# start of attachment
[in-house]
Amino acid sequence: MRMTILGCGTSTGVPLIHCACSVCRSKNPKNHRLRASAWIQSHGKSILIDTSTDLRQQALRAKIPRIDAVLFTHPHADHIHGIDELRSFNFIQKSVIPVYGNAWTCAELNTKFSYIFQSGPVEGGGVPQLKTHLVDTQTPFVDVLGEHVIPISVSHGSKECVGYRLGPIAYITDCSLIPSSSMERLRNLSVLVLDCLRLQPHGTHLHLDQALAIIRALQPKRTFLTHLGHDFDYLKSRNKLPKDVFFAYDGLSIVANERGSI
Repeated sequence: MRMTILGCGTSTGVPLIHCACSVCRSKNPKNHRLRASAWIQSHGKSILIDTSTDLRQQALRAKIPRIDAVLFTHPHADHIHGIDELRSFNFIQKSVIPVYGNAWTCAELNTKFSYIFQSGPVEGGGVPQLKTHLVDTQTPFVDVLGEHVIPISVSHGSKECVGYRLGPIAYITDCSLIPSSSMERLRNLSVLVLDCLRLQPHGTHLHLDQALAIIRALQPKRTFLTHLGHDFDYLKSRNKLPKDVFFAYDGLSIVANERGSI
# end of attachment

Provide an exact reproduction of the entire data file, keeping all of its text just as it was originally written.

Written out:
[in-house]
Amino acid sequence: MRMTILGCGTSTGVPLIHCACSVCRSKNPKNHRLRASAWIQSHGKSILIDTSTDLRQQALRAKIPRIDAVLFTHPHADHIHGIDELRSFNFIQKSVIPVYGNAWTCAELNTKFSYIFQSGPVEGGGVPQLKTHLVDTQTPFVDVLGEHVIPISVSHGSKECVGYRLGPIAYITDCSLIPSSSMERLRNLSVLVLDCLRLQPHGTHLHLDQALAIIRALQPKRTFLTHLGHDFDYLKSRNKLPKDVFFAYDGLSIVANERGSI
Repeated sequence: MRMTILGCGTSTGVPLIHCACSVCRSKNPKNHRLRASAWIQSHGKSILIDTSTDLRQQALRAKIPRIDAVLFTHPHADHIHGIDELRSFNFIQKSVIPVYGNAWTCAELNTKFSYIFQSGPVEGGGVPQLKTHLVDTQTPFVDVLGEHVIPISVSHGSKECVGYRLGPIAYITDCSLIPSSSMERLRNLSVLVLDCLRLQPHGTHLHLDQALAIIRALQPKRTFLTHLGHDFDYLKSRNKLPKDVFFAYDGLSIVANERGSI